What is your telephone number?
Anna and Sakura continue to talk in Anna's room. Sakura asks Anna's telephone number.
DENWABANGÔ WA NANBAN DESU KA
| By the way, Anna. What is your telephone number?
|Sakura||TOKORODE ANNA-SAN. DENWABANGÔ WA NANBAN DESU KA.
By the way, Anna. What is your telephone number?
|アンナ||ええと。０８０－１２３４－・・・。|| Let me see. 080-1234-...
|Anna||ÊTO. REI HACHI REI – ICHI NI SAN YON – ...
Let me see. 080-1234-...
| Thank you. Then, I'll phone you next time.
|Sakura||ARIGATÔ. JA, KONDO, DENWA O SHIMASU NE.
Thank you. Then, I'll phone you next time.
The numbers (1)
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SHIMASU is a verb that means "to do something."
You can talk about many actions by combining O SHIMASU with nouns.
BENKYÔ (study) + O SHIMASU
= BENKYÔ O SHIMASU (I study)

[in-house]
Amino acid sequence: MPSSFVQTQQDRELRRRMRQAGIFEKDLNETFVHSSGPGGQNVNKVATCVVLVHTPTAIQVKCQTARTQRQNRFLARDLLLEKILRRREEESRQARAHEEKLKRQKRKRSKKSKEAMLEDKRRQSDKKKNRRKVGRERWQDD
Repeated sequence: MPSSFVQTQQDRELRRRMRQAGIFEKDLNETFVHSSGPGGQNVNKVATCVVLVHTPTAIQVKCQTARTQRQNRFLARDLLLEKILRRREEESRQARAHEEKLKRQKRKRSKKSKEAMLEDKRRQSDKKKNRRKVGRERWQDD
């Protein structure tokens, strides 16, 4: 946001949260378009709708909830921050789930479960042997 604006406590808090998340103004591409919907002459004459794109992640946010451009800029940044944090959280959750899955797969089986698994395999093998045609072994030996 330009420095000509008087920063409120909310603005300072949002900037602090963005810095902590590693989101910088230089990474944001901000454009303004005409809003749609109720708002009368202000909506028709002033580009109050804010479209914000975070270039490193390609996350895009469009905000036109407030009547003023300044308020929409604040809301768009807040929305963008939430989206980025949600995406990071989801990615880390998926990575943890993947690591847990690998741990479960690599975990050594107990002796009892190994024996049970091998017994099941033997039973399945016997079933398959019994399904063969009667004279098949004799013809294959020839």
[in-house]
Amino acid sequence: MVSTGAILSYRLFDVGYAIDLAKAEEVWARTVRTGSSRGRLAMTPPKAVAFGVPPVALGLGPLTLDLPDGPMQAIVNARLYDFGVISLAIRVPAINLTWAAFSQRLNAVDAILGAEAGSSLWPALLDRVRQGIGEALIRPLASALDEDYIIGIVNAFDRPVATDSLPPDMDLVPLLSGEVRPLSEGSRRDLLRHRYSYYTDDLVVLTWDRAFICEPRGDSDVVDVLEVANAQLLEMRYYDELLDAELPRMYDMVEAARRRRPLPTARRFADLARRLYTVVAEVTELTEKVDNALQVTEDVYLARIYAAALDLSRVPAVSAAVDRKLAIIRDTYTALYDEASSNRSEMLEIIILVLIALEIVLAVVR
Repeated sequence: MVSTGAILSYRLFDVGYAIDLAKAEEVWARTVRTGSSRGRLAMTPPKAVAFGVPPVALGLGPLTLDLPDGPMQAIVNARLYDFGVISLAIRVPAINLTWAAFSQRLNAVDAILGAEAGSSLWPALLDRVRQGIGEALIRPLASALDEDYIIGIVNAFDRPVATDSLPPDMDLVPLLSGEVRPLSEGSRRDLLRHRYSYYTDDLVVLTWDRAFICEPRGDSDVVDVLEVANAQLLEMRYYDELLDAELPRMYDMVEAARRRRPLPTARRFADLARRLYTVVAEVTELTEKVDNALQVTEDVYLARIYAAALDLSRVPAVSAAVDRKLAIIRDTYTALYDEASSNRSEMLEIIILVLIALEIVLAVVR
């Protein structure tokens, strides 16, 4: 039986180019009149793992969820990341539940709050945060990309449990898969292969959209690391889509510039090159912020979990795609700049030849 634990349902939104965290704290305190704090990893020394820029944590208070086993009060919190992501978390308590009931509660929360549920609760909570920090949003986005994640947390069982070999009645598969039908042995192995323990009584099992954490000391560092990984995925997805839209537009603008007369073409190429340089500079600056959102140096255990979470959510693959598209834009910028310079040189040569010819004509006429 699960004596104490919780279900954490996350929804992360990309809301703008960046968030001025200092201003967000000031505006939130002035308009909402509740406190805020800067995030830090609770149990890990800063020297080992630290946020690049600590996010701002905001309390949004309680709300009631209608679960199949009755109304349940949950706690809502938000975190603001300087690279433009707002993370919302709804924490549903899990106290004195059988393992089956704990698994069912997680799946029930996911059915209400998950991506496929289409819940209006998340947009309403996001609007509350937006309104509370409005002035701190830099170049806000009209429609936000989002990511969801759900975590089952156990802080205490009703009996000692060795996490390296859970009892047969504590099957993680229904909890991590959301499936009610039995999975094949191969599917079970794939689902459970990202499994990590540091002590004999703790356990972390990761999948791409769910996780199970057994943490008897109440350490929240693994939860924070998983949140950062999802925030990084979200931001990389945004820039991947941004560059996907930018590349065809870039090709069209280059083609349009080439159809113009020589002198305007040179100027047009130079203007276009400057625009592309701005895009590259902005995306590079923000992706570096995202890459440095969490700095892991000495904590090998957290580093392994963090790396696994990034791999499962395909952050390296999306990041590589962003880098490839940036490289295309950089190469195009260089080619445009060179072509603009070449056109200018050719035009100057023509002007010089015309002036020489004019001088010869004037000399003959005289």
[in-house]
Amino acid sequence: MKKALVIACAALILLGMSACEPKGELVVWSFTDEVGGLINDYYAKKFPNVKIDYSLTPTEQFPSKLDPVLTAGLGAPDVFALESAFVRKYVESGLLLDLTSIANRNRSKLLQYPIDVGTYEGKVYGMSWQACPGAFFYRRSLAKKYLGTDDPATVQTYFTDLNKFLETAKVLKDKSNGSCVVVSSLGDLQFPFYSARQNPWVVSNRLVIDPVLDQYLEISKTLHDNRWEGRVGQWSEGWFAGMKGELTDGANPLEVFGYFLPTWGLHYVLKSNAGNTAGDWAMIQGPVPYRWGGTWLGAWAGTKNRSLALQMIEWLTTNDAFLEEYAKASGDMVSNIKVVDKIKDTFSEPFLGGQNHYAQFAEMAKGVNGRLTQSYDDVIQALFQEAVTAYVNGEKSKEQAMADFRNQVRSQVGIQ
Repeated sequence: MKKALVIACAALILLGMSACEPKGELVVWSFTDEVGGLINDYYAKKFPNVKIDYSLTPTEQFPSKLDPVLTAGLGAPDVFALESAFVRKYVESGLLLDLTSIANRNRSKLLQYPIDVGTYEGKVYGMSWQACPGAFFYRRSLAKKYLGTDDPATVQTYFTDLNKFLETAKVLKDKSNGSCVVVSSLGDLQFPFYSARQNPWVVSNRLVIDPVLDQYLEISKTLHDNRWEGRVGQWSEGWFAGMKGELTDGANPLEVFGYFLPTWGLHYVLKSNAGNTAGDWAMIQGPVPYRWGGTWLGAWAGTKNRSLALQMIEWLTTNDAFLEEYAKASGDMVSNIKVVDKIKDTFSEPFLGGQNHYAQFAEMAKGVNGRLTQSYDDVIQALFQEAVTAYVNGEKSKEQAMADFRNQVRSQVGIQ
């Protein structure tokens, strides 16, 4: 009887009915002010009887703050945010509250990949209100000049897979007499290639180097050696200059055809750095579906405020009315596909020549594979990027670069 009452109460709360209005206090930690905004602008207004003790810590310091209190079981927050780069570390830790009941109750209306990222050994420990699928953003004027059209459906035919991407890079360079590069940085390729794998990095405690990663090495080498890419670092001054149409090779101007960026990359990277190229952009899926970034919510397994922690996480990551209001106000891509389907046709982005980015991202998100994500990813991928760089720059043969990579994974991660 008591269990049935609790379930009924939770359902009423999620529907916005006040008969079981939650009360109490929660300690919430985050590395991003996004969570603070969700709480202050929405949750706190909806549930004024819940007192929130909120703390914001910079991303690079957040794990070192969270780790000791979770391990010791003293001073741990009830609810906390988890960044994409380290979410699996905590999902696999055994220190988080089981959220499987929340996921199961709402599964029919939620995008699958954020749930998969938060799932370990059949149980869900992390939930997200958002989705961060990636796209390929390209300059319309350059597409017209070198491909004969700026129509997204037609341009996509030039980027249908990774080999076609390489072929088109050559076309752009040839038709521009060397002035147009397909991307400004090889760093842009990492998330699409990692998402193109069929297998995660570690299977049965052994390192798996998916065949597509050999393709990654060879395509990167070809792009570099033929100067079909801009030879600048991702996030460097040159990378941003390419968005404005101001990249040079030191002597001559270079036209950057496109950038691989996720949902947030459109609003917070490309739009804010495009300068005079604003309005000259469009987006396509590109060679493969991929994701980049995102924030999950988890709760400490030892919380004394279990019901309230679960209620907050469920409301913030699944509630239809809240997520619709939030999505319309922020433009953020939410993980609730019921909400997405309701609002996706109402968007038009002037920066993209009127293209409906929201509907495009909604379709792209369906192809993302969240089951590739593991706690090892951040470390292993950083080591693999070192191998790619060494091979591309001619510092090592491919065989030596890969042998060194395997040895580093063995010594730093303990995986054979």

RYÔRI (cooking) + O SHIMASU
= RYÔRI O SHIMASU (I cook)
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When the letter for HA is pronounced as WA
In the past, the topic marker, WA, was pronounced as HA, and was spelled as HA. Its pronunciation has gradually changed to WA, but the spelling remains as HA. The same can be said about WA in KONNICHIWA (hello). It is pronounced as WA, but is spelled as HA.
Japanese is a language with lots of onomatopoeia. A wide range of onomatopoeia in the Japanese language, from noises made by animals to expressions of feelings, is explained by audio.
When I get a phone call, I'm supposed to say MOSHI MOSHI, and give my name. I do want to say "HAI, MOSHI MOSHI, ANNA DESU." I wish somebody will ring me up soon.